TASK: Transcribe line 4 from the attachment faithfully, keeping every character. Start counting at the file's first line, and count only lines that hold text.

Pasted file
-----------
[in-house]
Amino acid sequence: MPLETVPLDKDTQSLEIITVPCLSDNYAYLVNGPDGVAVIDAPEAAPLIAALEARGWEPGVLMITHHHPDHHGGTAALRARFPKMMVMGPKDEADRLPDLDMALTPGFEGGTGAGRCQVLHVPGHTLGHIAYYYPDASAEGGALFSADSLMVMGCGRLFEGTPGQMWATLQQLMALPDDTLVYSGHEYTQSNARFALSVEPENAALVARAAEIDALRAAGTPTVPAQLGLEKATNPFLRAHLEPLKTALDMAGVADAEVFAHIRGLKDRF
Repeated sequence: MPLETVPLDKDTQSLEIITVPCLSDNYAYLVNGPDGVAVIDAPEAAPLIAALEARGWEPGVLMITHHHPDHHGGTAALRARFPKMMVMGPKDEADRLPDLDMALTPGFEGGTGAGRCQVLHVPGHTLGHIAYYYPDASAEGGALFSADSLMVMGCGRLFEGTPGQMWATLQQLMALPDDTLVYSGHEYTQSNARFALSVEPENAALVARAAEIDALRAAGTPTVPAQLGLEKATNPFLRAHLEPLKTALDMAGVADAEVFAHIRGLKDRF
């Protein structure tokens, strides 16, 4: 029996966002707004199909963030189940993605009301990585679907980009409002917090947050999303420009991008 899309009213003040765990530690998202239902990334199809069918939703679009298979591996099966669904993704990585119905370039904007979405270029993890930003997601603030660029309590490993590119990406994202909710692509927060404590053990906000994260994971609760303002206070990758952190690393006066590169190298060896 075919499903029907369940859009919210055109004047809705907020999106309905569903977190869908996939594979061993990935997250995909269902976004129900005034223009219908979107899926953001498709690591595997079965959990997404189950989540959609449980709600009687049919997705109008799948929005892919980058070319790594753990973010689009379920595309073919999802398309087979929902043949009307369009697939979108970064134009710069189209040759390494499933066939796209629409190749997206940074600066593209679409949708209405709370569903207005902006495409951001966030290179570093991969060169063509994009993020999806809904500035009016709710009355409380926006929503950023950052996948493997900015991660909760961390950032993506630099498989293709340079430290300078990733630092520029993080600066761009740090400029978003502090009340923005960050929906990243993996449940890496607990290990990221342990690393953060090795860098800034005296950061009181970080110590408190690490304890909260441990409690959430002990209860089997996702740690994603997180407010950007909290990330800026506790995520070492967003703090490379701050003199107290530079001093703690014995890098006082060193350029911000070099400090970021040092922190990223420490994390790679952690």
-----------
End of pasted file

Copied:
């Protein structure tokens, strides 16, 4: 029996966002707004199909963030189940993605009301990585679907980009409002917090947050999303420009991008 899309009213003040765990530690998202239902990334199809069918939703679009298979591996099966669904993704990585119905370039904007979405270029993890930003997601603030660029309590490993590119990406994202909710692509927060404590053990906000994260994971609760303002206070990758952190690393006066590169190298060896 075919499903029907369940859009919210055109004047809705907020999106309905569903977190869908996939594979061993990935997250995909269902976004129900005034223009219908979107899926953001498709690591595997079965959990997404189950989540959609449980709600009687049919997705109008799948929005892919980058070319790594753990973010689009379920595309073919999802398309087979929902043949009307369009697939979108970064134009710069189209040759390494499933066939796209629409190749997206940074600066593209679409949708209405709370569903207005902006495409951001966030290179570093991969060169063509994009993020999806809904500035009016709710009355409380926006929503950023950052996948493997900015991660909760961390950032993506630099498989293709340079430290300078990733630092520029993080600066761009740090400029978003502090009340923005960050929906990243993996449940890496607990290990990221342990690393953060090795860098800034005296950061009181970080110590408190690490304890909260441990409690959430002990209860089997996702740690994603997180407010950007909290990330800026506790995520070492967003703090490379701050003199107290530079001093703690014995890098006082060193350029911000070099400090970021040092922190990223420490994390790679952690």